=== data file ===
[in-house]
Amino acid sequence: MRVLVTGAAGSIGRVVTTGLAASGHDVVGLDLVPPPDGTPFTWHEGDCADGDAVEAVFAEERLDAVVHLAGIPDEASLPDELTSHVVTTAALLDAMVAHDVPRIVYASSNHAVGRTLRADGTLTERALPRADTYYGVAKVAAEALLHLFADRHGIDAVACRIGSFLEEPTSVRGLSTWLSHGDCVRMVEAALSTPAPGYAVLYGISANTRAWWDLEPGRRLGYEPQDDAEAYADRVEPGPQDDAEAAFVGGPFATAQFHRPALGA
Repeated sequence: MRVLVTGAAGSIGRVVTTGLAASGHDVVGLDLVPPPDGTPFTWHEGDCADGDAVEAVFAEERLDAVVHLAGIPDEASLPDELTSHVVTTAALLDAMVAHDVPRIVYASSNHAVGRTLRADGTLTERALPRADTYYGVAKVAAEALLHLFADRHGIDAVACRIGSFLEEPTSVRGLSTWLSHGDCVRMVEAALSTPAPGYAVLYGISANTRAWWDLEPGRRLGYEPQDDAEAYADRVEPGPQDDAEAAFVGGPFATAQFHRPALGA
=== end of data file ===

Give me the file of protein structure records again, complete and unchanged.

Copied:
[in-house]
Amino acid sequence: MRVLVTGAAGSIGRVVTTGLAASGHDVVGLDLVPPPDGTPFTWHEGDCADGDAVEAVFAEERLDAVVHLAGIPDEASLPDELTSHVVTTAALLDAMVAHDVPRIVYASSNHAVGRTLRADGTLTERALPRADTYYGVAKVAAEALLHLFADRHGIDAVACRIGSFLEEPTSVRGLSTWLSHGDCVRMVEAALSTPAPGYAVLYGISANTRAWWDLEPGRRLGYEPQDDAEAYADRVEPGPQDDAEAAFVGGPFATAQFHRPALGA
Repeated sequence: MRVLVTGAAGSIGRVVTTGLAASGHDVVGLDLVPPPDGTPFTWHEGDCADGDAVEAVFAEERLDAVVHLAGIPDEASLPDELTSHVVTTAALLDAMVAHDVPRIVYASSNHAVGRTLRADGTLTERALPRADTYYGVAKVAAEALLHLFADRHGIDAVACRIGSFLEEPTSVRGLSTWLSHGDCVRMVEAALSTPAPGYAVLYGISANTRAWWDLEPGRRLGYEPQDDAEAYADRVEPGPQDDAEAAFVGGPFATAQFHRPALGA